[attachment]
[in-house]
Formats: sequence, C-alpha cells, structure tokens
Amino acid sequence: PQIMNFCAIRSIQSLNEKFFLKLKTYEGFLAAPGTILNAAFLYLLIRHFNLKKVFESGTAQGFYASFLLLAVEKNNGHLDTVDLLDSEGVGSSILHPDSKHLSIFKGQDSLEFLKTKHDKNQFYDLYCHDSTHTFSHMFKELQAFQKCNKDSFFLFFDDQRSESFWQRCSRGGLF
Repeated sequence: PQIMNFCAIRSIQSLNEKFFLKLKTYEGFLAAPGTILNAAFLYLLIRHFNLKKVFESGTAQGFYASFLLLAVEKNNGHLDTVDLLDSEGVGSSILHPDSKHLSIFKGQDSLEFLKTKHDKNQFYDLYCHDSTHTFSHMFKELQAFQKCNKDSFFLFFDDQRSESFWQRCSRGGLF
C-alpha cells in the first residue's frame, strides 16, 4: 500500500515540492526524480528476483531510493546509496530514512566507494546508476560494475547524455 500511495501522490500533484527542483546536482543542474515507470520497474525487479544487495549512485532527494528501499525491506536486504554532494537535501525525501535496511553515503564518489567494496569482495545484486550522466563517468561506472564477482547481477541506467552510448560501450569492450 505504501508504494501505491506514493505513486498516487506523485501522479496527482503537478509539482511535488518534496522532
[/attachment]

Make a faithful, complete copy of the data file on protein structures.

[in-house]
Formats: sequence, C-alpha cells, structure tokens
Amino acid sequence: PQIMNFCAIRSIQSLNEKFFLKLKTYEGFLAAPGTILNAAFLYLLIRHFNLKKVFESGTAQGFYASFLLLAVEKNNGHLDTVDLLDSEGVGSSILHPDSKHLSIFKGQDSLEFLKTKHDKNQFYDLYCHDSTHTFSHMFKELQAFQKCNKDSFFLFFDDQRSESFWQRCSRGGLF
Repeated sequence: PQIMNFCAIRSIQSLNEKFFLKLKTYEGFLAAPGTILNAAFLYLLIRHFNLKKVFESGTAQGFYASFLLLAVEKNNGHLDTVDLLDSEGVGSSILHPDSKHLSIFKGQDSLEFLKTKHDKNQFYDLYCHDSTHTFSHMFKELQAFQKCNKDSFFLFFDDQRSESFWQRCSRGGLF
C-alpha cells in the first residue's frame, strides 16, 4: 500500500515540492526524480528476483531510493546509496530514512566507494546508476560494475547524455 500511495501522490500533484527542483546536482543542474515507470520497474525487479544487495549512485532527494528501499525491506536486504554532494537535501525525501535496511553515503564518489567494496569482495545484486550522466563517468561506472564477482547481477541506467552510448560501450569492450 505504501508504494501505491506514493505513486498516487506523485501522479496527482503537478509539482511535488518534496522532